Overactive Pelvic Floors and Treatment


Pelvic pain is a common condition that affects 1 in 5 women and 1 in 12 men. Pelvic floor dysfunction can lead to pelvic pain and, if left untreated, poor pelvic health. Overactive pelvic floor muscles (PFM over activity) is a condition defined by increased pelvic tension during times of rest.

People with pelvic floor muscle overactivity can classify their condition by the presence of increased voluntary or unconscious contractile. Similarly, a decreased ability to fully relax the pelvic floor muscles can be a symptom of PFM over activity.

Causes of Overactive Pelvic Floors

The causes of PFM overactivity are vast and can overlap. The list of contributing factors to PFM overactivity includes, but is not limited to:

  • Trauma
  • Injury
  • Infection or inflammation
  • Pelvic surgery
  • Chronic holding patterns
  • Hyper mobility
  • Stress tension
  • Bladder or bowel dysfunction

Pelvic Floor Disorder Symptoms

Possible symptoms, again, include, but are not limited to the following.

In men:

  • Not being able to feel a FPM contraction or release.
  • Frequent pain experienced in the penis, testicles or rectum.
  • Urinary urgency or irregular frequency.
  • Slower urinary flow or the feeling of incompletion consecutive to emptying.
  • Premature ejaculation.
  • Frequent ‘skinny’ bowel movements.

In women:

  • Not being able to feel a PFM contraction or release.
  • Pelvic pain that include urethral, vaginal, rectal, lower abdominal pain.
  • Urinary urgency or irregular frequency.
  • Slower urinary flow or the feeling of incompletion consecutive to emptying.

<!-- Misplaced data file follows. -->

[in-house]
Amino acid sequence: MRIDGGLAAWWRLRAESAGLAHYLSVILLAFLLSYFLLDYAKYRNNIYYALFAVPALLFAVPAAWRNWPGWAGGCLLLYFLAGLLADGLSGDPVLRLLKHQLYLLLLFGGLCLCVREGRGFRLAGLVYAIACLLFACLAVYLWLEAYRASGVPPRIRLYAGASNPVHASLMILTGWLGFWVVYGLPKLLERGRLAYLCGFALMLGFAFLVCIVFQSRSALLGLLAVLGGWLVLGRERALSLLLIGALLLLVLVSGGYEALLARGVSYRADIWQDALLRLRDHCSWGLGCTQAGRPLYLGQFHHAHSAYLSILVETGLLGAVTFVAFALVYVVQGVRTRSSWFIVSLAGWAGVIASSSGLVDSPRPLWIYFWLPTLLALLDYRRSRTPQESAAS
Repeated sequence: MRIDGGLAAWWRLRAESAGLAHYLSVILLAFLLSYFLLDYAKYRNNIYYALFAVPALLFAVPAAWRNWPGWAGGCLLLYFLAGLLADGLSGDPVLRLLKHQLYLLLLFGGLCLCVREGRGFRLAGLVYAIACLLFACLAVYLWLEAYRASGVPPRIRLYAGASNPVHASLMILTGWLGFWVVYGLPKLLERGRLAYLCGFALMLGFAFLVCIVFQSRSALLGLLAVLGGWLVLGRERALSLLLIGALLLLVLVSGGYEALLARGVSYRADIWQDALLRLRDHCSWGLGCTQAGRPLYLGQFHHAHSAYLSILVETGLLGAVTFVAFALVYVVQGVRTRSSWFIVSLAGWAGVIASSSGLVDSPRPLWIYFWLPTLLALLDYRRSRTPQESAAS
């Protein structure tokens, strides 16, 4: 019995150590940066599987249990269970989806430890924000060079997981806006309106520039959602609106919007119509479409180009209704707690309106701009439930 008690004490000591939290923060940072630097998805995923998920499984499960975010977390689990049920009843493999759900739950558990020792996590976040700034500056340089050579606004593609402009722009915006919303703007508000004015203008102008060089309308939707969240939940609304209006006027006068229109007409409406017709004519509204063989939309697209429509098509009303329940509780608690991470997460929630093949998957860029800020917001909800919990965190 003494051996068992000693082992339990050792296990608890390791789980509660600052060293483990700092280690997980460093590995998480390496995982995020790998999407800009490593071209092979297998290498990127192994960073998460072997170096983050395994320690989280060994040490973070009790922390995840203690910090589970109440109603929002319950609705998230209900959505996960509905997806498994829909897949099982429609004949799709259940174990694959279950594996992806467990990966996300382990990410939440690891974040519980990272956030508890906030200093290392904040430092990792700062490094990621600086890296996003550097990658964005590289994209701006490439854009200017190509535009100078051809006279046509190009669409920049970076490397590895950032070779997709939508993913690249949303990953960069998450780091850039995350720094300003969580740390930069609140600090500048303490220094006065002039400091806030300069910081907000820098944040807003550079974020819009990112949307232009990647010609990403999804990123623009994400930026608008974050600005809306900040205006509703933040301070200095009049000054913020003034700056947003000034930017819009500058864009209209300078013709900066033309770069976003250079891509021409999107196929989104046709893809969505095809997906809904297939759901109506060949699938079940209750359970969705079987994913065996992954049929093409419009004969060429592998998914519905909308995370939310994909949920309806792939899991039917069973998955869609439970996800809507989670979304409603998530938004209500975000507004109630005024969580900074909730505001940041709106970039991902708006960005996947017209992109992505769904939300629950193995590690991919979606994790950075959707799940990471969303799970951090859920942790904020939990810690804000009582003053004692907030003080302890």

• Pain in the pelvic organs during sexual intercourse, either with initial or deep penetration.
  • Leakage from the bladder or rectum in some cases.
  • Frequent ‘skinny’ bowel movements.

Treating Pelvic Floor Muscles

There are several common treatment options available for overactive pelvic floor muscles. Most importantly, the outcome of any therapy is to teach the PFMs to relax fully first. Then training the ability to gain full range and strengthen all the muscle fibres is required. The nature of the condition means squeezing and tightening the PFMs too soon could make things tighter.

To help your pelvic floor muscles relax fully, a physical therapist or gynaecologist will assist you in performing breathing exercises. This will start with the diaphragm and include other relaxation techniques. An ultrasound may take place to examine the internal pelvic floor muscles.

Minimally invasive manual therapy techniques may also be used to examine the vaginal and/or rectal openings. Use of a therawand may sometimes supplement this. Mindfulness and yoga may be recommended according to the gynaecologist’s diagnosis, as well as Kegel exercises, stretches and gluteal workouts.

If you think you have an overactive pelvic floor muscle, book an appointment with Dr Nicole Stamatopoulos today. Dr Nicole will run a quick diagnosis and then provide recommendations as to a solution. Dr Nicole Stamatopoulos has been practicing for over a decade now and is a medically reviewed expert in women’s health and the gynaecological field. Call today for a friendly catch-up with the reception team and come in for a scheduled appointment.